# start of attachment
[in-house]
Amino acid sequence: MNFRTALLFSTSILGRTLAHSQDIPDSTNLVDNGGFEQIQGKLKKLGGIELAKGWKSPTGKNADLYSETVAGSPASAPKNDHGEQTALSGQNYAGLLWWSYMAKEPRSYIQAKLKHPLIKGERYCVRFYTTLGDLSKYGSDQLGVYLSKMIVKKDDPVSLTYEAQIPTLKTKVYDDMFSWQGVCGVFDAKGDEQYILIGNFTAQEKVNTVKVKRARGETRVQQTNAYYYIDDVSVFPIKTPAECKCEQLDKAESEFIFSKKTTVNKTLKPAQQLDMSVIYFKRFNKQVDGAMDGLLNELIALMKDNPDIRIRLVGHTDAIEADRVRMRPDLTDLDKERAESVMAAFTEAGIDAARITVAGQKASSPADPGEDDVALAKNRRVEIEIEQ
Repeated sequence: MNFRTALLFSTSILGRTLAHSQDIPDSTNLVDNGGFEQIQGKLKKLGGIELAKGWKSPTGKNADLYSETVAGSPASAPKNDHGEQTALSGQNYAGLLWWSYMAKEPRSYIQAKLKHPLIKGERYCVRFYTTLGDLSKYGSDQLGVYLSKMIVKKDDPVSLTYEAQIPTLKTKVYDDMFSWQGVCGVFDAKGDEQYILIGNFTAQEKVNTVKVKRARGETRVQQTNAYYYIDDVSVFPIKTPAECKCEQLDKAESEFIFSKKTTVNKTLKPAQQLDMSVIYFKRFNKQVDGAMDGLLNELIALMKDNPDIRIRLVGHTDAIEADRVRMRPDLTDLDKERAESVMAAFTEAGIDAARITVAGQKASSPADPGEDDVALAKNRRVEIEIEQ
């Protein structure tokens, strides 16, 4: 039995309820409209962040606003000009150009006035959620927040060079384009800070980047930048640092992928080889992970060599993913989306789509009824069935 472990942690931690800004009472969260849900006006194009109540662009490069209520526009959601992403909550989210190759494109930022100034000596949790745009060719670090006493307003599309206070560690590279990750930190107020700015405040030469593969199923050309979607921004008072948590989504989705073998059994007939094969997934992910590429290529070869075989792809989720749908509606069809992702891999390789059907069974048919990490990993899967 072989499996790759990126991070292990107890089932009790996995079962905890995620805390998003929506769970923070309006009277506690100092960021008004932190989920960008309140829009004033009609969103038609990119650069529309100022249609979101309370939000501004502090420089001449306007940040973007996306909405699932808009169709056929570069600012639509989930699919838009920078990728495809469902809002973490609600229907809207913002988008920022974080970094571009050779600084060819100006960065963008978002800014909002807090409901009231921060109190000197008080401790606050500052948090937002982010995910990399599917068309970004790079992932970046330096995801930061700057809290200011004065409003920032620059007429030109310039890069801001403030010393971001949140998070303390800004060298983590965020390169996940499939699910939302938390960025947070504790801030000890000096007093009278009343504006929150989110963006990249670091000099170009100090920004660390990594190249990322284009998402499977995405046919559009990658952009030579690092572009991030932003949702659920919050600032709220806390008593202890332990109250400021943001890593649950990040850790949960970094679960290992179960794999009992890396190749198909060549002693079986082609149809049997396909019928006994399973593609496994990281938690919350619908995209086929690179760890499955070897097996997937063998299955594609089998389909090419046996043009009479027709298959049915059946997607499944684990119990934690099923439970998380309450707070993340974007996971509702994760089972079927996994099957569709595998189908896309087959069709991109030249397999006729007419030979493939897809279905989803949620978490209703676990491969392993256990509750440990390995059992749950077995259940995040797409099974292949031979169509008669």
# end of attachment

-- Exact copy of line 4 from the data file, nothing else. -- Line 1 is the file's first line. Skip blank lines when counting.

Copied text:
């Protein structure tokens, strides 16, 4: 039995309820409209962040606003000009150009006035959620927040060079384009800070980047930048640092992928080889992970060599993913989306789509009824069935 472990942690931690800004009472969260849900006006194009109540662009490069209520526009959601992403909550989210190759494109930022100034000596949790745009060719670090006493307003599309206070560690590279990750930190107020700015405040030469593969199923050309979607921004008072948590989504989705073998059994007939094969997934992910590429290529070869075989792809989720749908509606069809992702891999390789059907069974048919990490990993899967 072989499996790759990126991070292990107890089932009790996995079962905890995620805390998003929506769970923070309006009277506690100092960021008004932190989920960008309140829009004033009609969103038609990119650069529309100022249609979101309370939000501004502090420089001449306007940040973007996306909405699932808009169709056929570069600012639509989930699919838009920078990728495809469902809002973490609600229907809207913002988008920022974080970094571009050779600084060819100006960065963008978002800014909002807090409901009231921060109190000197008080401790606050500052948090937002982010995910990399599917068309970004790079992932970046330096995801930061700057809290200011004065409003920032620059007429030109310039890069801001403030010393971001949140998070303390800004060298983590965020390169996940499939699910939302938390960025947070504790801030000890000096007093009278009343504006929150989110963006990249670091000099170009100090920004660390990594190249990322284009998402499977995405046919559009990658952009030579690092572009991030932003949702659920919050600032709220806390008593202890332990109250400021943001890593649950990040850790949960970094679960290992179960794999009992890396190749198909060549002693079986082609149809049997396909019928006994399973593609496994990281938690919350619908995209086929690179760890499955070897097996997937063998299955594609089998389909090419046996043009009479027709298959049915059946997607499944684990119990934690099923439970998380309450707070993340974007996971509702994760089972079927996994099957569709595998189908896309087959069709991109030249397999006729007419030979493939897809279905989803949620978490209703676990491969392993256990509750440990390995059992749950077995259940995040797409099974292949031979169509008669």